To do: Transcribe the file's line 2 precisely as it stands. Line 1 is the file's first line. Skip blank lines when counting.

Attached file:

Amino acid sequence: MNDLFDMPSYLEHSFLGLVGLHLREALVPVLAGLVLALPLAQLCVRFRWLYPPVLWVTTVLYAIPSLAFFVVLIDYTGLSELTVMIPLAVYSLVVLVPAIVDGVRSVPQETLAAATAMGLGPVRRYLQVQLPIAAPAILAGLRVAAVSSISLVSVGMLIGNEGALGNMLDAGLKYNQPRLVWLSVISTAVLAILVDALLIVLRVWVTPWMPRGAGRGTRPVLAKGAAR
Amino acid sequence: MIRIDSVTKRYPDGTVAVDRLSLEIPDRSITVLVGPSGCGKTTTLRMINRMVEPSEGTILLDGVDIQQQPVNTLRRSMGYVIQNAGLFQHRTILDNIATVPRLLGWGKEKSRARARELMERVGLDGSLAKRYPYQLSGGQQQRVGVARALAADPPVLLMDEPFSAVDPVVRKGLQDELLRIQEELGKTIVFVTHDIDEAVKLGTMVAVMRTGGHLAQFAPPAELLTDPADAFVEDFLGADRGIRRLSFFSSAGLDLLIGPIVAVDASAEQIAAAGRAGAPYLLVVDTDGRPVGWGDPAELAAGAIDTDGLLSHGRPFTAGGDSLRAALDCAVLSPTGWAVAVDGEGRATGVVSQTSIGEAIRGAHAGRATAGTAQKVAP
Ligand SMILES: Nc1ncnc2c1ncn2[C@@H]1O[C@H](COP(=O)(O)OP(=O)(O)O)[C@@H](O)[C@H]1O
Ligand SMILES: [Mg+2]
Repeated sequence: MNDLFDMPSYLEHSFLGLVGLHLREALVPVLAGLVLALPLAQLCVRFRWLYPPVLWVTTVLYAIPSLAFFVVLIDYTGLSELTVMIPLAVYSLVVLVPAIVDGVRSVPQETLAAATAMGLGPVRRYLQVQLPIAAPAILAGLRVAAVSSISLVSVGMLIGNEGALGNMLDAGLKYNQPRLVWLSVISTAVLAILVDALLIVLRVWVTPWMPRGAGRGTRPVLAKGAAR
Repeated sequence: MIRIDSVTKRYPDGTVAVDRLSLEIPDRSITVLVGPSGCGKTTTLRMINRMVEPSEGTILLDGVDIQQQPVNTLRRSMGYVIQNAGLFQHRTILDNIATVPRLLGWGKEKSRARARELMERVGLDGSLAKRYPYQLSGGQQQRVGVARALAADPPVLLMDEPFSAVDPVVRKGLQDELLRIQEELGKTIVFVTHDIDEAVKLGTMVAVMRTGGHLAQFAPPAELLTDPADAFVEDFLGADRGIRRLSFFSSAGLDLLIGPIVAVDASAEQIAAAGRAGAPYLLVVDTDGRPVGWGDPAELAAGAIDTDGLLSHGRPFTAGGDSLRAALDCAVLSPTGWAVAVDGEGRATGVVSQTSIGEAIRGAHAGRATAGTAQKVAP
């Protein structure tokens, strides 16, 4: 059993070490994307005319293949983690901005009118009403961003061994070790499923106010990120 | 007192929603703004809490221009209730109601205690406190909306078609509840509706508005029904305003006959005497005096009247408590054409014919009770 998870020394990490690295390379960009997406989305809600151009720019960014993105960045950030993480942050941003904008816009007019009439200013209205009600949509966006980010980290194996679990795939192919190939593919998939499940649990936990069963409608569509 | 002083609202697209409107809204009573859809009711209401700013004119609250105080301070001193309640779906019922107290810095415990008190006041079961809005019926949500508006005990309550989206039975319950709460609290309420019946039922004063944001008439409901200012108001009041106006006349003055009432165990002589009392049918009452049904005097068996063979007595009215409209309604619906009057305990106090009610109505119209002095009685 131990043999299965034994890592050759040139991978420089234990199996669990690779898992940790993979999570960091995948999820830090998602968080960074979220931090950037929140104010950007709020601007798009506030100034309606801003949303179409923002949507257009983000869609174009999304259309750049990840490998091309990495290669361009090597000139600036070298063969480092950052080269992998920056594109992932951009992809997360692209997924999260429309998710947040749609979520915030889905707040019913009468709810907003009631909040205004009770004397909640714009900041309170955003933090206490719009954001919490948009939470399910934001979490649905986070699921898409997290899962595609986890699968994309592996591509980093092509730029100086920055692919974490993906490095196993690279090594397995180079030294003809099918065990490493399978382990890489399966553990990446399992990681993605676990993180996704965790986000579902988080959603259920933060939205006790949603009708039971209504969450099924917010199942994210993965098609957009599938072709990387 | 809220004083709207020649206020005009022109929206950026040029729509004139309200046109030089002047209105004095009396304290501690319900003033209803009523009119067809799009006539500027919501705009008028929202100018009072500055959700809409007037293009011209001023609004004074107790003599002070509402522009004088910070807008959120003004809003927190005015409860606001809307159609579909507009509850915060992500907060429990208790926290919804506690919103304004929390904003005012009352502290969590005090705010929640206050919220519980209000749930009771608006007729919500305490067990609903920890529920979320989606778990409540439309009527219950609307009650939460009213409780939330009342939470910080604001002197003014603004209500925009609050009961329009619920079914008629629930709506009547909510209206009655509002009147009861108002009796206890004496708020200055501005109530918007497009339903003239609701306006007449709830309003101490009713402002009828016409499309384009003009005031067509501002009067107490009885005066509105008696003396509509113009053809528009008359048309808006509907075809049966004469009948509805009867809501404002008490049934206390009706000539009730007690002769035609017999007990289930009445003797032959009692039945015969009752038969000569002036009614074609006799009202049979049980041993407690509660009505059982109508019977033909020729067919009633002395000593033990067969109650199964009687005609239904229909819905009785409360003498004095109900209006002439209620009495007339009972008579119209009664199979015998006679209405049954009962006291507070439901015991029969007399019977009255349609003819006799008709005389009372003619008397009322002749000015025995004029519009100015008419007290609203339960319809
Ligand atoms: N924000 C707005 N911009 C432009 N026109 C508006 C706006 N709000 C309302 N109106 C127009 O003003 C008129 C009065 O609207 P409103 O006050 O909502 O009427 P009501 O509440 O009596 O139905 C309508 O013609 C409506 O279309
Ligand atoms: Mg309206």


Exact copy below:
Amino acid sequence: MIRIDSVTKRYPDGTVAVDRLSLEIPDRSITVLVGPSGCGKTTTLRMINRMVEPSEGTILLDGVDIQQQPVNTLRRSMGYVIQNAGLFQHRTILDNIATVPRLLGWGKEKSRARARELMERVGLDGSLAKRYPYQLSGGQQQRVGVARALAADPPVLLMDEPFSAVDPVVRKGLQDELLRIQEELGKTIVFVTHDIDEAVKLGTMVAVMRTGGHLAQFAPPAELLTDPADAFVEDFLGADRGIRRLSFFSSAGLDLLIGPIVAVDASAEQIAAAGRAGAPYLLVVDTDGRPVGWGDPAELAAGAIDTDGLLSHGRPFTAGGDSLRAALDCAVLSPTGWAVAVDGEGRATGVVSQTSIGEAIRGAHAGRATAGTAQKVAP